Why see it: “Paranoia” is an appropriate title for a timely drama about the world of unlimited surveillance. Liam Hemsworth plays a young tech genius swept up in the vagaries of this technology when a corporate billionaire from the computer industry (Gary Oldman) enlists him to pose as a new hire for his rival (Harrison Ford), thus stealing the older man’s secrets. He soon learns that everything he does is being tracked; cue the reversals and twists in a story that feels ripped from the headlines.
Why skip it: Whatever you do, don’t watch the trailer – it gives away the entire film in three minutes, and then you’ll want to skip it … otherwise, I would gladly invest 10 bucks in this, despite the sketchy track record of director Robert Luketic (“Legally Blonde” has been his only picture of merit).
Why see it: It’s hard to resist a biopic about the person who deserves the most responsibility for changing the world we live in – and in the form of an original screenplay, no less (though let’s hope writer Matt Whitely took a few cues from Walter Isaacson’s “Steve Jobs.”) “Jobs” charts the Apple founder’s humble beginnings through his tyrannical lordship of the company, his unceremonious ouster and, one assumes, his return and subsequent physical decline. Steve Jobs had such a compelling life that it’s pretty hard for even Hollywood to screw it up, and I wouldn’t be surprised if Oscar gravitates toward this one too.
Why skip it: But do we have to sit through two-plus hours of Ashton Kutcher, as the tech genius? The 35-year-old teenager who ruined “Two and a Half Men?” If “Jobs” works, it will do so despite its obnoxious star.
Why see it: The biopics keep coming this month; this one focuses on the famous German-Jewish philosopher and political theorist Arendt, who originated the meme “the banality of evil” in her controversial reporting of the trial of ex-Nazi Adolph Eichmann. The director is the accomplished German auteur Margarethe Von Trotta, who is no stranger to films with powerful political messages, and “Hannah Arendt” looks like a vital defense of the Fourth Estate – which, these days, is frequently under attack by the same sort of corporate interests that threatened to torpedo Arendt’s career.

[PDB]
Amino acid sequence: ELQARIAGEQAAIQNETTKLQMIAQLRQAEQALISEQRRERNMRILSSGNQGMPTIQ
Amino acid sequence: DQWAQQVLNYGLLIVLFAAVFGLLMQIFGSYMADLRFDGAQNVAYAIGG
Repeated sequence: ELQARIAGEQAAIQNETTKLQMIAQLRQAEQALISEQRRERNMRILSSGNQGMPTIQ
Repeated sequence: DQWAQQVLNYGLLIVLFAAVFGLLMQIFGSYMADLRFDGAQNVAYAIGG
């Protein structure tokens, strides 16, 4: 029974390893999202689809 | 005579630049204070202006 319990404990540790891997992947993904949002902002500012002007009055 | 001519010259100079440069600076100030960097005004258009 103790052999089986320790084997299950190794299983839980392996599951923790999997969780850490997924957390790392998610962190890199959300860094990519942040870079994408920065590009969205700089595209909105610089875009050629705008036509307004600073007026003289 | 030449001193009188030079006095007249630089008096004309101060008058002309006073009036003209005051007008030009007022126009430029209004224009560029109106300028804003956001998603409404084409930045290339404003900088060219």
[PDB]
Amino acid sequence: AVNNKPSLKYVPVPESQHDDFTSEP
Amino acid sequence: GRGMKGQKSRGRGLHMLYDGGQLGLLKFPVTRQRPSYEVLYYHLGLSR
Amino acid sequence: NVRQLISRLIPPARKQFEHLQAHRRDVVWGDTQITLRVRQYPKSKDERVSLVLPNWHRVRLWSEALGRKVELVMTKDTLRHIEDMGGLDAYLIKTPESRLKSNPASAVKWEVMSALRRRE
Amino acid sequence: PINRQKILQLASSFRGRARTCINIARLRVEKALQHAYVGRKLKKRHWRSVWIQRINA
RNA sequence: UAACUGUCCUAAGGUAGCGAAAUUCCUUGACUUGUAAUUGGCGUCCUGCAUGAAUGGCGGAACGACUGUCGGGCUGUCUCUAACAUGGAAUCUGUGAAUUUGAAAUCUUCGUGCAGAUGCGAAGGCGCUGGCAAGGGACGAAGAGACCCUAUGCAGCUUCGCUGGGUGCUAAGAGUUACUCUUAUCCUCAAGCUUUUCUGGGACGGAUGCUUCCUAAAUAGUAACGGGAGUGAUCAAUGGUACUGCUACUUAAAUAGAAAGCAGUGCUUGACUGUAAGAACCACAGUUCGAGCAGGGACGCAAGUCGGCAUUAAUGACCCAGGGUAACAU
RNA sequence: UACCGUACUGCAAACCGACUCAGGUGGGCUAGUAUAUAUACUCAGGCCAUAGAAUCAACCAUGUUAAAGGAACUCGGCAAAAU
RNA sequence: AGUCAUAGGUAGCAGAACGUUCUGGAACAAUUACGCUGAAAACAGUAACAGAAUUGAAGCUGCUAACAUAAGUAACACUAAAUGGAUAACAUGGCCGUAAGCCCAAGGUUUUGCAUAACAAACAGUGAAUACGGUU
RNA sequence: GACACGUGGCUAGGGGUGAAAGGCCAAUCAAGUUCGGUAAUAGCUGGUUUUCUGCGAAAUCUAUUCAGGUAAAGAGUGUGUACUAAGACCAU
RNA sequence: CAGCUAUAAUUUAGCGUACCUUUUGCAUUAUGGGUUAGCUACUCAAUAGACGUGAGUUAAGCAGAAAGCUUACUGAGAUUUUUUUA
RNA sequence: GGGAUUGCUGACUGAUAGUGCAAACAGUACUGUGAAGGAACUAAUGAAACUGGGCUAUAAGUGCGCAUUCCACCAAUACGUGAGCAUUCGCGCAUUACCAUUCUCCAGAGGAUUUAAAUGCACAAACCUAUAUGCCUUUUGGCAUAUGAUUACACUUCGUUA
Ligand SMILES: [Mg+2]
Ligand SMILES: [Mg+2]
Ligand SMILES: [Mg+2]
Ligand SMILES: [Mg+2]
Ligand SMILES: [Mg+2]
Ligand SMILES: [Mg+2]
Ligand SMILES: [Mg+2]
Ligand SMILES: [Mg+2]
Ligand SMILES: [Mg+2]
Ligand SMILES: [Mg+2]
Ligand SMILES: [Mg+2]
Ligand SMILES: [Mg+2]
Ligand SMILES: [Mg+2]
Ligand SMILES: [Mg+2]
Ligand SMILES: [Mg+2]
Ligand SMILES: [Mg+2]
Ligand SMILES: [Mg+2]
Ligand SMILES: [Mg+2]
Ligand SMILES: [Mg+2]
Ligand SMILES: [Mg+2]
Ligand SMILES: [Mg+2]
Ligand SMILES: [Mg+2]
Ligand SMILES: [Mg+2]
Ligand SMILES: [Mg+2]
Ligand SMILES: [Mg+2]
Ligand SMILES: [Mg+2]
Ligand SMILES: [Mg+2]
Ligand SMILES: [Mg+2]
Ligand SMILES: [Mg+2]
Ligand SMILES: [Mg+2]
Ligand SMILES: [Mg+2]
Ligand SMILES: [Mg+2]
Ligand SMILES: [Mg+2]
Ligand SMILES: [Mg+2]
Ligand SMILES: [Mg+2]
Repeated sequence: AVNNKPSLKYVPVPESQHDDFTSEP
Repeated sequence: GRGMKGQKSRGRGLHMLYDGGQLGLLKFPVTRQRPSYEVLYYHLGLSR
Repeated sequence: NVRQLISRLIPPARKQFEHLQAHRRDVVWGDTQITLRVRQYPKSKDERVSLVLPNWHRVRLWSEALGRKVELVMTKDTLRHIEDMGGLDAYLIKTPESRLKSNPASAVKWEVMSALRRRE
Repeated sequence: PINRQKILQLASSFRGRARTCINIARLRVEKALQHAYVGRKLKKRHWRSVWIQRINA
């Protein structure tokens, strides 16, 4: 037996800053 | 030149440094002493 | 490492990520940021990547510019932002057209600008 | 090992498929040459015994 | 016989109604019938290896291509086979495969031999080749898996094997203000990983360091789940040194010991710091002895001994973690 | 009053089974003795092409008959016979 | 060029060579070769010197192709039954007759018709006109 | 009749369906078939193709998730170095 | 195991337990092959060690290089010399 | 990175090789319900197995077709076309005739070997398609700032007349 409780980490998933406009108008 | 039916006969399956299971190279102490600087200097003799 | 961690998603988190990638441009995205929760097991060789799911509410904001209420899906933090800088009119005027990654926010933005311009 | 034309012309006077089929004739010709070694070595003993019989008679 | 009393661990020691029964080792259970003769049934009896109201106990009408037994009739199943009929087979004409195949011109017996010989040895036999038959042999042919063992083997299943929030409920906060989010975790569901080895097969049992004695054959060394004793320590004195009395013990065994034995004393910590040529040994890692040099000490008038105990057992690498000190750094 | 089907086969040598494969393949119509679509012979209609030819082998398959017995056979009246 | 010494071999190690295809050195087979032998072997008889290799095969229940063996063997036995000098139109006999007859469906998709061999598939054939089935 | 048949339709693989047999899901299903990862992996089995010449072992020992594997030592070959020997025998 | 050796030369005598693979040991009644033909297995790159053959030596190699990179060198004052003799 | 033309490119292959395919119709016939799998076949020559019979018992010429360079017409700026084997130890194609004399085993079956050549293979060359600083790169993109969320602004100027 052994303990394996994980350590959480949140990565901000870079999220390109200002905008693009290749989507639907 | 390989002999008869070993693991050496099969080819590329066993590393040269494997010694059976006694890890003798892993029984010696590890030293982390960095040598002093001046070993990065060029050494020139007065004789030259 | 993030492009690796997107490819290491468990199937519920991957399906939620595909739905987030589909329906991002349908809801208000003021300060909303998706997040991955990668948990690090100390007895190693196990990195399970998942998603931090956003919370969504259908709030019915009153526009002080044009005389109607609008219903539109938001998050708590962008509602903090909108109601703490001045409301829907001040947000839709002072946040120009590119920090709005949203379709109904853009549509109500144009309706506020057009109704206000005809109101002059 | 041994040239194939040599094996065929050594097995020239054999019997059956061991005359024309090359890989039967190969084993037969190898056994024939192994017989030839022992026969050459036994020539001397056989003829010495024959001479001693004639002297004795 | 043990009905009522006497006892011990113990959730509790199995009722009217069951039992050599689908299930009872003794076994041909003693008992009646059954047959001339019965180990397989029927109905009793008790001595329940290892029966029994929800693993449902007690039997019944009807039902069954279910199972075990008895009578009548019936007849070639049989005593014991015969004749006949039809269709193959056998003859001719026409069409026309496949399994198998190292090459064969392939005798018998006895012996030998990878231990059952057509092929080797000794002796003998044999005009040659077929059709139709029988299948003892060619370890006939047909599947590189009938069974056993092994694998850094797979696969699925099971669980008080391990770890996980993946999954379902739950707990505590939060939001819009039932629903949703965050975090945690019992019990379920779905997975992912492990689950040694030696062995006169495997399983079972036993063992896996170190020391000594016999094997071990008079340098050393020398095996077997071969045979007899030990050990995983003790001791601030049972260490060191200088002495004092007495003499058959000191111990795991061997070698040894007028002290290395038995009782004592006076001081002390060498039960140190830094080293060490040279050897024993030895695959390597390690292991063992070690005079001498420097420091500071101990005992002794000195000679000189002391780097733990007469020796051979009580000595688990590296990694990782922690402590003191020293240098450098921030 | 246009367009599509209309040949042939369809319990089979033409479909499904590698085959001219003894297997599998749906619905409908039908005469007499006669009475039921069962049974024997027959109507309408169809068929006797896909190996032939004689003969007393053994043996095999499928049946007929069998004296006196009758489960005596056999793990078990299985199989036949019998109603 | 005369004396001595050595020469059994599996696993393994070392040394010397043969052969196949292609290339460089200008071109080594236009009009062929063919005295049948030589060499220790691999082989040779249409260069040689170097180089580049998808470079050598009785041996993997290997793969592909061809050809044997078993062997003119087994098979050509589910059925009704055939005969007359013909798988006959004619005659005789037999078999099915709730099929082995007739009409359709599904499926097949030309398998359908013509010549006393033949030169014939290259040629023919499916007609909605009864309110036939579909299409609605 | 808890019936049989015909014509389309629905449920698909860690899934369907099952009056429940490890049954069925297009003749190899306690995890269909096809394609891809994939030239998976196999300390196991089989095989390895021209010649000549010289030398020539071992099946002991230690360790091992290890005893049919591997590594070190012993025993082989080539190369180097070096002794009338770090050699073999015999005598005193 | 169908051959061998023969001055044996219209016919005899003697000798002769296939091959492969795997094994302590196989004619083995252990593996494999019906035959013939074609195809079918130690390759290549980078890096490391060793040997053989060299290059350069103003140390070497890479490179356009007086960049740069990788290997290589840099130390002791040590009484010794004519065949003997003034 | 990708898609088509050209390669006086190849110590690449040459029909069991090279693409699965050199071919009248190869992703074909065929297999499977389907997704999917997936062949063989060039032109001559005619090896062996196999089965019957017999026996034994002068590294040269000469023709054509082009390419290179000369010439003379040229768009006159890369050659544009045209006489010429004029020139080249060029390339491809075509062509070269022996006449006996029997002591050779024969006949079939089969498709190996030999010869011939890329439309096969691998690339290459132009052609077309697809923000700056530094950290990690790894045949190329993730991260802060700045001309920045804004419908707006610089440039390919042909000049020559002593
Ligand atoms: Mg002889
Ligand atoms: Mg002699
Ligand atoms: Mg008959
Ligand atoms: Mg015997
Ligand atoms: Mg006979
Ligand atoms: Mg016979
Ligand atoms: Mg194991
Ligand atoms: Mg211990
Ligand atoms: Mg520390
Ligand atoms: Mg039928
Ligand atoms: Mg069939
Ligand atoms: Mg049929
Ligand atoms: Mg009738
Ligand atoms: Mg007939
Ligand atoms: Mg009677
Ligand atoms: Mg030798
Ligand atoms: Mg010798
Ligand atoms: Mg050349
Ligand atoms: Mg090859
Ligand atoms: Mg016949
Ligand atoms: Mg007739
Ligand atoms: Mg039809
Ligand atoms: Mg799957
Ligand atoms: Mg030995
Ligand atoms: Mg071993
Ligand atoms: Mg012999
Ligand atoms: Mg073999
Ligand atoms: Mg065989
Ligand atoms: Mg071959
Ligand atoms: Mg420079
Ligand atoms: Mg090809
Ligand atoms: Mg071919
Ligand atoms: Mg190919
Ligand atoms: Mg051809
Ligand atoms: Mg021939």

Why skip it: Don’t skip it, quite simply. Even the subtitle-phobic among you have no excuse; much of the dialogue is in English.
The Mortal Instruments: City of Bones
Why see it: With the “Harry Potter” and “Twilight” franchises having run their course, tweens across America can celebrate with the long-awaited first film adapted from another successful young adult literature franchise, Cassandra Clare’s “The Mortal Instruments.” This first installment introduces the young, Brooklyn-based “shadowhunters” – part-angel, part-human warriors – who must save a precious cup from falling into the wrong hands.
Why skip it: “City of Bones” may be sufficiently dark enough to appeal to adults as well, and it’s kind of refreshing to see a Hollywood product without a single movie star. But this also leaves viewers not already familiar with the source material without much to rely on. I would drop the teens off at this one and move on to “Hannah Arendt.”
The World’s End
Why see it: With so many films about End Times, it’s hard to keep track of them all. This is the most comedic example since “This is the End,” following five buddies who reunite to complete an epic pub crawl they failed to finish 20 years earlier: a 12-pub journey climaxing at the ominously titled watering hole The World’s End. In the process they realize the town has actually been overtaken by … wait for it … robots, this time – sophisticated cyborgs who have mastered human speech, until the five drunken half-wits find them out. Edgar Wright, who directed the cult favorites “Shaun of the Dead” and “Hot Fuzz,” returns for another gross-out comedy with many of the same cast members, plus Pearce Brosnan. The trailer reminded me of a lightweight “Invasion of the Body Snatchers,” and it sounds like a lot of fun.
Why skip it: Then again, I never really stayed on the “Shaun” and “Hot Fuzz” bandwagon. The humor of Wright and writer/star Simon Pegg can come off a bit juvenile at times – a bit undercooked and half-thought-out. Blasphemy, I know.
In a World …
Why see it: Here’s a novel way to explore sexism in this country: through the exceedingly male community of Hollywood voice-over artists, with their booming, baritone intonations often beginning with the doom-laden “in a world…” Lake Bell, who also wrote and directed this Sundance award-winning film, plays a voice-over artist trying to win jobs from her male counterparts, including the industry’s most fearsome figure: her own father, played by the hilarious character actor Fred Melamed. Some of the best names in alternative comedy round out the cast, including Rob Corddry, Demetri Martin, Nick Offerman and Tig Notaro.
Why skip it: If your taste in comedy is more suited to “Kick-Ass 2,” or “The Heat,” you might find the humor here a bit on the self-gratifying, esoteric side. But I’m predicting this will be one of the year’s funniest, and best, comedies.